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Senior Minister in the Office of the President with Responsibility for Finance, Dr Ashni Singh says the country’s economy is expected to experience sustained growth of 25.1 per cent this year.
Singh also predicted the growth rate will continue to exceed 25 per cent in the medium term, over the next three to four years.
He made the disclosure during his presentation at the International Energy Conference and Expo being held at the Guyana Marriott Hotel in Kingston, Georgetown last Thursday.
“The achievement of real economic growth of 25 per cent over a sustained period is an achievement that is rare, in the historical economic context…Mind you, that projection of 25 per cent is based on current proven oil reserves and a production trajectory consistent with current proven reserves.”
Drawing attention to the macroeconomic landscape in which Guyana is functioning, Singh said the government’s top priority is to ensure that the country achieves strong, sustainable, and tangible economic growth.
Last year, Guyana was ranked as one of the fastest-growing economies in the world, with over 62 per cent real growth.
“To put things in context, over the last three years, the Guyanese economy has tripled in size. We broke our nominal GDP, and the size of the economy broke the $1 trillion mark in 2019 for the first time… in fact, we ended the year  with nominal GDP of GY$1.078 trillion. We ended 2022 with nominal GDP in excess of GY$3 trillion.”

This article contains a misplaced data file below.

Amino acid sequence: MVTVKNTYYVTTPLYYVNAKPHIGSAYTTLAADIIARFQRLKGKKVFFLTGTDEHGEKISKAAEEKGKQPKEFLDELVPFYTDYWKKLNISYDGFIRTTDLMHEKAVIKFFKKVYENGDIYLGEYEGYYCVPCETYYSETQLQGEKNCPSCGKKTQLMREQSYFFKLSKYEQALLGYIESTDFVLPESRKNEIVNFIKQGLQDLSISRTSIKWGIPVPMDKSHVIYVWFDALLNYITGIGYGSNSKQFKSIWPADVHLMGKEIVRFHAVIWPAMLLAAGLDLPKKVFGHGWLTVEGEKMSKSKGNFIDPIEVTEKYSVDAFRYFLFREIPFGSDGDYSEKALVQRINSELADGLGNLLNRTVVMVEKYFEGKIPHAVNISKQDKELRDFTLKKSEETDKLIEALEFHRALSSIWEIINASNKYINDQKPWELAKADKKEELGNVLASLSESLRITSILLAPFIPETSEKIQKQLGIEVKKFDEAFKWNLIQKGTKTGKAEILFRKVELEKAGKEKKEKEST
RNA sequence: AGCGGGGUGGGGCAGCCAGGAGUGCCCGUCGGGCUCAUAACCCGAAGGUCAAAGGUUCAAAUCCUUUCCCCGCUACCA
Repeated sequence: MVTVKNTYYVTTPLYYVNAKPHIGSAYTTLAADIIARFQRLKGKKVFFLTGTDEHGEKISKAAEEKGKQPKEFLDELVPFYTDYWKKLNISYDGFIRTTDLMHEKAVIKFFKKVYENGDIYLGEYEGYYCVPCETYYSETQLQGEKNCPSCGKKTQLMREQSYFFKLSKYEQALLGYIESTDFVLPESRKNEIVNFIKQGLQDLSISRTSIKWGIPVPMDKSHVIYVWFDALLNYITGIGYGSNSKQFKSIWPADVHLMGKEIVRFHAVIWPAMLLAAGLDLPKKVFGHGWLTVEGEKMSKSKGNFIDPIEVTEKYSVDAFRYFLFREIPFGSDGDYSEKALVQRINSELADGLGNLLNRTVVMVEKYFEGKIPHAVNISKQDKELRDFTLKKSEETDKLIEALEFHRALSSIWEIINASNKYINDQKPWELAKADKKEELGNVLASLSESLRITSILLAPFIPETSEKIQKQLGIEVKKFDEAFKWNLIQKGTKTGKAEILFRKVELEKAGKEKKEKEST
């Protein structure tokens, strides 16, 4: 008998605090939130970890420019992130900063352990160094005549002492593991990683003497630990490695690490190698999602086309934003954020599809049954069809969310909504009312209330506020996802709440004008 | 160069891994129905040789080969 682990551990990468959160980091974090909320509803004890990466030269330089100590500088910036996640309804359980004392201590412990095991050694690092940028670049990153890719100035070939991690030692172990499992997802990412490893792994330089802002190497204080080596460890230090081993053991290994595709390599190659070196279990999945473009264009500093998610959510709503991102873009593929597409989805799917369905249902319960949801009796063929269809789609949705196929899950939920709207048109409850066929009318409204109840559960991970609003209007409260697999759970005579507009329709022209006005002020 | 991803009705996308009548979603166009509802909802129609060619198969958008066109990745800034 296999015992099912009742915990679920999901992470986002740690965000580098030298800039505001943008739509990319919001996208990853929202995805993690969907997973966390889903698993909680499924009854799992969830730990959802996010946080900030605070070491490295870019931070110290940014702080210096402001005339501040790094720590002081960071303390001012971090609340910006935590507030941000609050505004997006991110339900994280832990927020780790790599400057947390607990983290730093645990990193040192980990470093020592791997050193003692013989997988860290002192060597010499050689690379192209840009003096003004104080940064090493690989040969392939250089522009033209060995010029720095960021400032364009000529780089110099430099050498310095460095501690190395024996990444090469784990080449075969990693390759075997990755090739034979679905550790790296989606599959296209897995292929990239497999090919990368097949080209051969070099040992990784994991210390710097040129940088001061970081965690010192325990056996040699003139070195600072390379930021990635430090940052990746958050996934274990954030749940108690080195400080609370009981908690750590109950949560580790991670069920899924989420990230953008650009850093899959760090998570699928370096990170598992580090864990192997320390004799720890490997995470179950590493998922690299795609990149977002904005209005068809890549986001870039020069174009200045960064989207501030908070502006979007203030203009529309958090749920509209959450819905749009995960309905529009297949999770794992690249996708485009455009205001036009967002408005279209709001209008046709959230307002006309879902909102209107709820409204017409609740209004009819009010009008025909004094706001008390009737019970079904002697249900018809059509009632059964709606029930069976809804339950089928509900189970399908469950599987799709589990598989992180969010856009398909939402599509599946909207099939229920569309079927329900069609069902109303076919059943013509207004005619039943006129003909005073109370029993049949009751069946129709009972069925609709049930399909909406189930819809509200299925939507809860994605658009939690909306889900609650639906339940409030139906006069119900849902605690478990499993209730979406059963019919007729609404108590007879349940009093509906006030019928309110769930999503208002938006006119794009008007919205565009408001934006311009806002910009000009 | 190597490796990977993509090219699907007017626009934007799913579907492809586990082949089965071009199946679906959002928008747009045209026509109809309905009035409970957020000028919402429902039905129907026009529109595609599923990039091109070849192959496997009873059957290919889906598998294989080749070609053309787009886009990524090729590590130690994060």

While the country’s economic growth was driven by the oil and gas sector, the minister emphasised that the government is prioritising the attainment of robust non-oil economic growth.
Last year, the non-oil economy expanded by 11.5 per cent and Minister Singh is projecting real economic growth in the non-oil economy of 7.9 per cent this year.
“We are projecting real economic growth in the non-oil sectors solidly in excess of 5 per cent through the medium term as well,” Dr Singh stated.
With this in mind, the senior finance minister said investors looking to do business in Guyana will be coming to an economic jurisdiction that has established a robust track record of economic growth in recent years, and a strong outlook in the medium term.
Yet in spite of the phenomenal growth poverty is increasing according to an October 2022 World Bank Fact Sheet.
On the subject of fiscal solvency, Singh said Guyana has made progress in strengthening its public finances over the years.
The minister reminded that with Guyana’s oil and gas wealth the country is ahead of almost every economy in this hemisphere, and in a position where it has significant headroom to borrow.
In the meanwhile accounting firm Ram and McRae, writing about the 2023 Budget in Stabroek News, January 22, 2023 said whilst the Budget is the largest with the generous helping of funds from the Natural Resources Fund and some $31,275 Million from the sale of carbon credits, correspondingly, it was also the largest budget deficit ever.
The minister noted that Guyana has a strong portfolio with multilateral and regional development institutions and a robust pipeline of official borrowing. This enables the country to finance its fiscal programme without having to resort to expensive or uncompetitive borrowing options.
Former Minister of Finance, Mr. Winston Jordan, in a Kaieteur News story, last August 10, pointed out that “Government is spending the oil money like wildfire and rushing the development of the oil without any care for environmental consequences that abound. Who will be left on the hook when we start experiencing acid rain when the 10 oil ships are out there releasing toxic gases into the atmosphere? It will not be ExxonMobil; they are just on the hook for eligible oil spill costs.”